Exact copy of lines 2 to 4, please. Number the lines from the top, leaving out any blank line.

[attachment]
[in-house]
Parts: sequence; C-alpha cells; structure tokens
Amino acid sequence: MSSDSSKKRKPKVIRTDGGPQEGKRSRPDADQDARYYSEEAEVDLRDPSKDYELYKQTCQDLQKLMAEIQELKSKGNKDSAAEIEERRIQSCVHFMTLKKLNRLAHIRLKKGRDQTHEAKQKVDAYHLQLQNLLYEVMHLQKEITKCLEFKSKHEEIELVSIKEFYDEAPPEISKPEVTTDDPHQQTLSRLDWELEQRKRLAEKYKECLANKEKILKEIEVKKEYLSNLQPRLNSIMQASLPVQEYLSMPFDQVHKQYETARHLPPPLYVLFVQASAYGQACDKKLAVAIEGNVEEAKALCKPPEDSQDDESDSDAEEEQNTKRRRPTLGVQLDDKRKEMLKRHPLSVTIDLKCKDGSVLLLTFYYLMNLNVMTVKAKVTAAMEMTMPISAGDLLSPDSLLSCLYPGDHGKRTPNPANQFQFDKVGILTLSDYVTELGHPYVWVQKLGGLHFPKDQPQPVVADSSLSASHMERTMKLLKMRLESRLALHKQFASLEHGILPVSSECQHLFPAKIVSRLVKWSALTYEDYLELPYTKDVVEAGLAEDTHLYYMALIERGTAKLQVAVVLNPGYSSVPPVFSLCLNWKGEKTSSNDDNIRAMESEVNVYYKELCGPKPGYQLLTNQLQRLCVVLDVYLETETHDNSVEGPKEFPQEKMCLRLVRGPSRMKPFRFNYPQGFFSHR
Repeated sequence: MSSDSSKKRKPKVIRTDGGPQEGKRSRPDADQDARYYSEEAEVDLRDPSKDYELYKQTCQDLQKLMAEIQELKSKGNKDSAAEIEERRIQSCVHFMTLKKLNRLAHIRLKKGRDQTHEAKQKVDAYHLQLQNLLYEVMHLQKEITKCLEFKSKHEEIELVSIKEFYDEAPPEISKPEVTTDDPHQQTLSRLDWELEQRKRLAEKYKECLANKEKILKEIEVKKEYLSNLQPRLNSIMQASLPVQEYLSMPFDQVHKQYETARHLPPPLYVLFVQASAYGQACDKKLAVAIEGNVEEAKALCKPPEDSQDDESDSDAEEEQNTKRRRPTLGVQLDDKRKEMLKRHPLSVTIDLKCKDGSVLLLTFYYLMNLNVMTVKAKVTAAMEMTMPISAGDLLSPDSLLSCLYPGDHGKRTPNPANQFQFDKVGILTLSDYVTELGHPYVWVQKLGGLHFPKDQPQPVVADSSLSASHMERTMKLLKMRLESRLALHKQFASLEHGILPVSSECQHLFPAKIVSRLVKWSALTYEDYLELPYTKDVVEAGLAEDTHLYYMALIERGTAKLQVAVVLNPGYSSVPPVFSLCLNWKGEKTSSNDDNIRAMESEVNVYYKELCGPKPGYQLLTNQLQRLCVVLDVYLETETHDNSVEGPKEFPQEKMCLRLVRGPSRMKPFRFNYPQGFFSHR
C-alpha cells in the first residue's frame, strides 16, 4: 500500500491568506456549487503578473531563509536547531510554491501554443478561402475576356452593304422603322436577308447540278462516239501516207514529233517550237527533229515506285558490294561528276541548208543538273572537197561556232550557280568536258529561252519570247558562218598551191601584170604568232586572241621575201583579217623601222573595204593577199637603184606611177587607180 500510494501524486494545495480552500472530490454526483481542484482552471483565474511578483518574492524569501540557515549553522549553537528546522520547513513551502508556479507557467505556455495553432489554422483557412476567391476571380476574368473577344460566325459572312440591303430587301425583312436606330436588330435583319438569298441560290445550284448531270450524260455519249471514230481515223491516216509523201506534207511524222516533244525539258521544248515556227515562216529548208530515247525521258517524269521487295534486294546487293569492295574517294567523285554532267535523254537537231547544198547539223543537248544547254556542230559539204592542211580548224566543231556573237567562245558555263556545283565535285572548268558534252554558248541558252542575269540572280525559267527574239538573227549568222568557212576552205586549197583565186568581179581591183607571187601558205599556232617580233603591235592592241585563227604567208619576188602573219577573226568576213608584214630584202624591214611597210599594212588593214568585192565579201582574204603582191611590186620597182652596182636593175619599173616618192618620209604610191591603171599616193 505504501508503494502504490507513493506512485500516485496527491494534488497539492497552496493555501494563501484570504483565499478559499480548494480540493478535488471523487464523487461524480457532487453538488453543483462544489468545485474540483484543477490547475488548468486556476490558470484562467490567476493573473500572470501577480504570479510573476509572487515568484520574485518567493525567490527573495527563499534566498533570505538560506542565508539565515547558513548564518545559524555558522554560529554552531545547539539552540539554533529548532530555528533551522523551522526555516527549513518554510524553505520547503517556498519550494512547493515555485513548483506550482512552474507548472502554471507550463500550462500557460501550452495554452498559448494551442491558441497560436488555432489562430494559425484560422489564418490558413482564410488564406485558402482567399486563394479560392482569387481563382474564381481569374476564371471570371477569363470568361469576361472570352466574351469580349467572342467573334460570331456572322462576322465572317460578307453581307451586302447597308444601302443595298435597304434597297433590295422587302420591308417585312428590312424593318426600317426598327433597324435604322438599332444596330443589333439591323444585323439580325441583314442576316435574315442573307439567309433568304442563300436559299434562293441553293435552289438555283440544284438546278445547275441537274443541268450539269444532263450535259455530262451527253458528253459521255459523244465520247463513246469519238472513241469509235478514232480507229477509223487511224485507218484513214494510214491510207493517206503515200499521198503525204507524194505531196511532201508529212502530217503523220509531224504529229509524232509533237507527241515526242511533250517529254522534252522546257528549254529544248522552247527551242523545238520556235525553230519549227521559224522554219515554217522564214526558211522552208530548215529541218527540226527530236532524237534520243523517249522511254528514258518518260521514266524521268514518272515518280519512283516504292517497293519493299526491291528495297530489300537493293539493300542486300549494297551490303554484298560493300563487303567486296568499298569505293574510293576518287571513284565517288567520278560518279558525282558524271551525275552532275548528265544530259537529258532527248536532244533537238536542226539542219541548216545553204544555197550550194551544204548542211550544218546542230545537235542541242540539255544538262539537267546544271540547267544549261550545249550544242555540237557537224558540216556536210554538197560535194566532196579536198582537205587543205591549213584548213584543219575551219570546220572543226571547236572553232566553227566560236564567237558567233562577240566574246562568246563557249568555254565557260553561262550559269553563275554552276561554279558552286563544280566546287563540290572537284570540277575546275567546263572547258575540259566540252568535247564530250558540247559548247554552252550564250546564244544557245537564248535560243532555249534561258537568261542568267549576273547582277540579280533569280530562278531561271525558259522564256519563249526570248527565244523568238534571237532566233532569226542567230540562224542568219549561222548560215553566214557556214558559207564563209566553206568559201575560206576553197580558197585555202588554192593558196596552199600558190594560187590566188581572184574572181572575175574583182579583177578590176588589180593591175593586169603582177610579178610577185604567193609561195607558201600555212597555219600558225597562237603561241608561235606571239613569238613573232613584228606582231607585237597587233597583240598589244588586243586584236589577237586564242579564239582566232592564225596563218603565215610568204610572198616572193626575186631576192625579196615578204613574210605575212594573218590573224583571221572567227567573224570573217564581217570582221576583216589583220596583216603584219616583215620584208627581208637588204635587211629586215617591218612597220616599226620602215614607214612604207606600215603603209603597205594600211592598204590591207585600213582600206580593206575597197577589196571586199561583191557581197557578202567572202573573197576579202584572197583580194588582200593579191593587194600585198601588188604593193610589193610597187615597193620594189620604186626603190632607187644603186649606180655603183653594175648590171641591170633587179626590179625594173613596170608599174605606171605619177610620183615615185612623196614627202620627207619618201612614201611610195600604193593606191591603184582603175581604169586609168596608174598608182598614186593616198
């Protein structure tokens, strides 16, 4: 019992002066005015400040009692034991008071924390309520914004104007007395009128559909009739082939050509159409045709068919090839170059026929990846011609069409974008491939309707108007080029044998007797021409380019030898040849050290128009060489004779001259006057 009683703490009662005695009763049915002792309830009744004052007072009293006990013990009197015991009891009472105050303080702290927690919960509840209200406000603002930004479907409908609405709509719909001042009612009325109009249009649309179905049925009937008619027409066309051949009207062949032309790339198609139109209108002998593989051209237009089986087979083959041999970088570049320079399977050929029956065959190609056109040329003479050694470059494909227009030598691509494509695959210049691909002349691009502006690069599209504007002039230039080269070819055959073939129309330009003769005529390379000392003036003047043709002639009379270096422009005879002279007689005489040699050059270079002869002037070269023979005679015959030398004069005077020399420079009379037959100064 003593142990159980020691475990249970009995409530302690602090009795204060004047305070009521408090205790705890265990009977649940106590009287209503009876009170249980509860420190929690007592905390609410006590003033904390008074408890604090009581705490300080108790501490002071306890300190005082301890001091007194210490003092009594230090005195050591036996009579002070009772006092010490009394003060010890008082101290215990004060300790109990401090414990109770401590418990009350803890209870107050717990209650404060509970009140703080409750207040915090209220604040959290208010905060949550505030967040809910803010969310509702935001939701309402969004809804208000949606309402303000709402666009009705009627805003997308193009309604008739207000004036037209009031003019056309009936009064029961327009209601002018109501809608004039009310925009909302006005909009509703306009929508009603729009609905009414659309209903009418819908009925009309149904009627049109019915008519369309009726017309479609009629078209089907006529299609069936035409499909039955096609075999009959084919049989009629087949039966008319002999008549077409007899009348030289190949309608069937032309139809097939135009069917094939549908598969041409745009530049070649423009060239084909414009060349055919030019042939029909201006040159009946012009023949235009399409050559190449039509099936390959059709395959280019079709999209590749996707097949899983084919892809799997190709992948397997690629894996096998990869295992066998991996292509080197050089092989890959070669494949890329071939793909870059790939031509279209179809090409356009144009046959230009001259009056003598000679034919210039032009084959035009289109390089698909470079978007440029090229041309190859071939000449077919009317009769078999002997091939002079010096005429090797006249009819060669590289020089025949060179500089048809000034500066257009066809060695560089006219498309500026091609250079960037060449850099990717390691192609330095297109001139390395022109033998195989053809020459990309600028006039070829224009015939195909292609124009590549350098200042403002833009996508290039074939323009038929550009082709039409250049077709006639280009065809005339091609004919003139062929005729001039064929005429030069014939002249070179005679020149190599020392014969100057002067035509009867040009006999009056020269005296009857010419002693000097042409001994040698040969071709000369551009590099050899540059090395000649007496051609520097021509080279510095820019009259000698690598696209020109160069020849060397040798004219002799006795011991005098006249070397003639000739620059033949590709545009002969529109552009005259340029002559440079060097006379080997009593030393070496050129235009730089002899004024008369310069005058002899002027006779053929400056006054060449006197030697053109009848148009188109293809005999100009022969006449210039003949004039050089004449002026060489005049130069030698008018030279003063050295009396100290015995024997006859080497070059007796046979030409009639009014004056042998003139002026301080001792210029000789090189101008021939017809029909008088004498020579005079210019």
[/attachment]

Parts: sequence; C-alpha cells; structure tokens
Amino acid sequence: MSSDSSKKRKPKVIRTDGGPQEGKRSRPDADQDARYYSEEAEVDLRDPSKDYELYKQTCQDLQKLMAEIQELKSKGNKDSAAEIEERRIQSCVHFMTLKKLNRLAHIRLKKGRDQTHEAKQKVDAYHLQLQNLLYEVMHLQKEITKCLEFKSKHEEIELVSIKEFYDEAPPEISKPEVTTDDPHQQTLSRLDWELEQRKRLAEKYKECLANKEKILKEIEVKKEYLSNLQPRLNSIMQASLPVQEYLSMPFDQVHKQYETARHLPPPLYVLFVQASAYGQACDKKLAVAIEGNVEEAKALCKPPEDSQDDESDSDAEEEQNTKRRRPTLGVQLDDKRKEMLKRHPLSVTIDLKCKDGSVLLLTFYYLMNLNVMTVKAKVTAAMEMTMPISAGDLLSPDSLLSCLYPGDHGKRTPNPANQFQFDKVGILTLSDYVTELGHPYVWVQKLGGLHFPKDQPQPVVADSSLSASHMERTMKLLKMRLESRLALHKQFASLEHGILPVSSECQHLFPAKIVSRLVKWSALTYEDYLELPYTKDVVEAGLAEDTHLYYMALIERGTAKLQVAVVLNPGYSSVPPVFSLCLNWKGEKTSSNDDNIRAMESEVNVYYKELCGPKPGYQLLTNQLQRLCVVLDVYLETETHDNSVEGPKEFPQEKMCLRLVRGPSRMKPFRFNYPQGFFSHR
Repeated sequence: MSSDSSKKRKPKVIRTDGGPQEGKRSRPDADQDARYYSEEAEVDLRDPSKDYELYKQTCQDLQKLMAEIQELKSKGNKDSAAEIEERRIQSCVHFMTLKKLNRLAHIRLKKGRDQTHEAKQKVDAYHLQLQNLLYEVMHLQKEITKCLEFKSKHEEIELVSIKEFYDEAPPEISKPEVTTDDPHQQTLSRLDWELEQRKRLAEKYKECLANKEKILKEIEVKKEYLSNLQPRLNSIMQASLPVQEYLSMPFDQVHKQYETARHLPPPLYVLFVQASAYGQACDKKLAVAIEGNVEEAKALCKPPEDSQDDESDSDAEEEQNTKRRRPTLGVQLDDKRKEMLKRHPLSVTIDLKCKDGSVLLLTFYYLMNLNVMTVKAKVTAAMEMTMPISAGDLLSPDSLLSCLYPGDHGKRTPNPANQFQFDKVGILTLSDYVTELGHPYVWVQKLGGLHFPKDQPQPVVADSSLSASHMERTMKLLKMRLESRLALHKQFASLEHGILPVSSECQHLFPAKIVSRLVKWSALTYEDYLELPYTKDVVEAGLAEDTHLYYMALIERGTAKLQVAVVLNPGYSSVPPVFSLCLNWKGEKTSSNDDNIRAMESEVNVYYKELCGPKPGYQLLTNQLQRLCVVLDVYLETETHDNSVEGPKEFPQEKMCLRLVRGPSRMKPFRFNYPQGFFSHR